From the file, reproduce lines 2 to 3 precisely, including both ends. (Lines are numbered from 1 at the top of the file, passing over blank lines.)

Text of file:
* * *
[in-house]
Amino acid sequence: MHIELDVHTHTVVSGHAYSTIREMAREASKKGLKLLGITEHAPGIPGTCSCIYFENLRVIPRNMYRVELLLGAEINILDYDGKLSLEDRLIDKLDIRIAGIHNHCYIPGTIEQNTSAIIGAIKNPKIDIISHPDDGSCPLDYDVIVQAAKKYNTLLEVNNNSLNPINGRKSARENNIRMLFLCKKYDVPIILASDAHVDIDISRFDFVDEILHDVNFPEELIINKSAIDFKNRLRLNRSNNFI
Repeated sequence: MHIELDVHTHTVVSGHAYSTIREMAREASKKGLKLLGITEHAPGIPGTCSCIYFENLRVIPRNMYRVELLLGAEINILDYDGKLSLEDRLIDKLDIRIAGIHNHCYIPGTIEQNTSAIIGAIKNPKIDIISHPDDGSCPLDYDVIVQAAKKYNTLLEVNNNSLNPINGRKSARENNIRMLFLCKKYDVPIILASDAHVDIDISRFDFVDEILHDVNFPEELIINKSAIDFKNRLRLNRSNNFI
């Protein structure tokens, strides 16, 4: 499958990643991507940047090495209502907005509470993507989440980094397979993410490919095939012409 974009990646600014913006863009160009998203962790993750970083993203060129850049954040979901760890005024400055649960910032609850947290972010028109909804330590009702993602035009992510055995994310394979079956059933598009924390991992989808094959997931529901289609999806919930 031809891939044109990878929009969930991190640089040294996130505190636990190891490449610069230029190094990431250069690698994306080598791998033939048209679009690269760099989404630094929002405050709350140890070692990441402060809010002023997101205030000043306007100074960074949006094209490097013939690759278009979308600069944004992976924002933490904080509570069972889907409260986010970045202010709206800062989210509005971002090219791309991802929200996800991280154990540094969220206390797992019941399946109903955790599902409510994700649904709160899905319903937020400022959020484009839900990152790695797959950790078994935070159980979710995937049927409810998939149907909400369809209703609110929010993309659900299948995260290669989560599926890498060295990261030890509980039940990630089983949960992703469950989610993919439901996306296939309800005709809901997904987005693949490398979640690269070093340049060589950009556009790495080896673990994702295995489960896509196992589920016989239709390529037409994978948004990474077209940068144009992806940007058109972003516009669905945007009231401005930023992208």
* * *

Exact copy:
Amino acid sequence: MHIELDVHTHTVVSGHAYSTIREMAREASKKGLKLLGITEHAPGIPGTCSCIYFENLRVIPRNMYRVELLLGAEINILDYDGKLSLEDRLIDKLDIRIAGIHNHCYIPGTIEQNTSAIIGAIKNPKIDIISHPDDGSCPLDYDVIVQAAKKYNTLLEVNNNSLNPINGRKSARENNIRMLFLCKKYDVPIILASDAHVDIDISRFDFVDEILHDVNFPEELIINKSAIDFKNRLRLNRSNNFI
Repeated sequence: MHIELDVHTHTVVSGHAYSTIREMAREASKKGLKLLGITEHAPGIPGTCSCIYFENLRVIPRNMYRVELLLGAEINILDYDGKLSLEDRLIDKLDIRIAGIHNHCYIPGTIEQNTSAIIGAIKNPKIDIISHPDDGSCPLDYDVIVQAAKKYNTLLEVNNNSLNPINGRKSARENNIRMLFLCKKYDVPIILASDAHVDIDISRFDFVDEILHDVNFPEELIINKSAIDFKNRLRLNRSNNFI